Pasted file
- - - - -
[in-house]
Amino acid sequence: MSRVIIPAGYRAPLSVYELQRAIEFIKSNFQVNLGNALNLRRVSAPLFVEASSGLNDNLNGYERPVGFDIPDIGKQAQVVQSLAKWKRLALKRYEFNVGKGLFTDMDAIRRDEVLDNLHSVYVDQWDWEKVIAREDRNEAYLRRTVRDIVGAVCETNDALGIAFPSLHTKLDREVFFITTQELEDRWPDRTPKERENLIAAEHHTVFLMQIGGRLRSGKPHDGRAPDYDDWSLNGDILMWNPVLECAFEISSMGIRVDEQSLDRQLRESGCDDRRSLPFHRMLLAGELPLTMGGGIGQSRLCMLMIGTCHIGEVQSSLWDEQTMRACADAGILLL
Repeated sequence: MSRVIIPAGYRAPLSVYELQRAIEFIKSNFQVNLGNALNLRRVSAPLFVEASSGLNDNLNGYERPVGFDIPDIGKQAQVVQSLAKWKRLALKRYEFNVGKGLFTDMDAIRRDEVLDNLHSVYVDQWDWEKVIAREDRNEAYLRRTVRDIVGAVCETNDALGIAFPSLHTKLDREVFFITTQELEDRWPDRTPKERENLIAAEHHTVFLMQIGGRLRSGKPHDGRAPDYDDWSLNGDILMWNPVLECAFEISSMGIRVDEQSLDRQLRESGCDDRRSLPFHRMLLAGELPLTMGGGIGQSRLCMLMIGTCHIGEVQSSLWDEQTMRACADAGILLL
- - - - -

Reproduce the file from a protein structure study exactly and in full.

[in-house]
Amino acid sequence: MSRVIIPAGYRAPLSVYELQRAIEFIKSNFQVNLGNALNLRRVSAPLFVEASSGLNDNLNGYERPVGFDIPDIGKQAQVVQSLAKWKRLALKRYEFNVGKGLFTDMDAIRRDEVLDNLHSVYVDQWDWEKVIAREDRNEAYLRRTVRDIVGAVCETNDALGIAFPSLHTKLDREVFFITTQELEDRWPDRTPKERENLIAAEHHTVFLMQIGGRLRSGKPHDGRAPDYDDWSLNGDILMWNPVLECAFEISSMGIRVDEQSLDRQLRESGCDDRRSLPFHRMLLAGELPLTMGGGIGQSRLCMLMIGTCHIGEVQSSLWDEQTMRACADAGILLL
Repeated sequence: MSRVIIPAGYRAPLSVYELQRAIEFIKSNFQVNLGNALNLRRVSAPLFVEASSGLNDNLNGYERPVGFDIPDIGKQAQVVQSLAKWKRLALKRYEFNVGKGLFTDMDAIRRDEVLDNLHSVYVDQWDWEKVIAREDRNEAYLRRTVRDIVGAVCETNDALGIAFPSLHTKLDREVFFITTQELEDRWPDRTPKERENLIAAEHHTVFLMQIGGRLRSGKPHDGRAPDYDDWSLNGDILMWNPVLECAFEISSMGIRVDEQSLDRQLRESGCDDRRSLPFHRMLLAGELPLTMGGGIGQSRLCMLMIGTCHIGEVQSSLWDEQTMRACADAGILLL